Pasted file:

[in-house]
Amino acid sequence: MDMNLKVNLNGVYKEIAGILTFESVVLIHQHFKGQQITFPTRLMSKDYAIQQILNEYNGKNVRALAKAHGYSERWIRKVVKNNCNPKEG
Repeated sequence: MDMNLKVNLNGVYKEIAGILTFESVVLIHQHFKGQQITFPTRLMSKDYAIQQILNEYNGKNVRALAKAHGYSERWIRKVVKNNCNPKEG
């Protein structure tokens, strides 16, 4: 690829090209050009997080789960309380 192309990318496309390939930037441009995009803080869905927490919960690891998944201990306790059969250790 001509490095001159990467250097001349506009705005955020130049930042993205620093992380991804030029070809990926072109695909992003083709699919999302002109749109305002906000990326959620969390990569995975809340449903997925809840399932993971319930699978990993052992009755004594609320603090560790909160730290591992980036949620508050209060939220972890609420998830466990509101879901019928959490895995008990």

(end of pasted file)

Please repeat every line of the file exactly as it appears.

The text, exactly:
[in-house]
Amino acid sequence: MDMNLKVNLNGVYKEIAGILTFESVVLIHQHFKGQQITFPTRLMSKDYAIQQILNEYNGKNVRALAKAHGYSERWIRKVVKNNCNPKEG
Repeated sequence: MDMNLKVNLNGVYKEIAGILTFESVVLIHQHFKGQQITFPTRLMSKDYAIQQILNEYNGKNVRALAKAHGYSERWIRKVVKNNCNPKEG
């Protein structure tokens, strides 16, 4: 690829090209050009997080789960309380 192309990318496309390939930037441009995009803080869905927490919960690891998944201990306790059969250790 001509490095001159990467250097001349506009705005955020130049930042993205620093992380991804030029070809990926072109695909992003083709699919999302002109749109305002906000990326959620969390990569995975809340449903997925809840399932993971319930699978990993052992009755004594609320603090560790909160730290591992980036949620508050209060939220972890609420998830466990509101879901019928959490895995008990």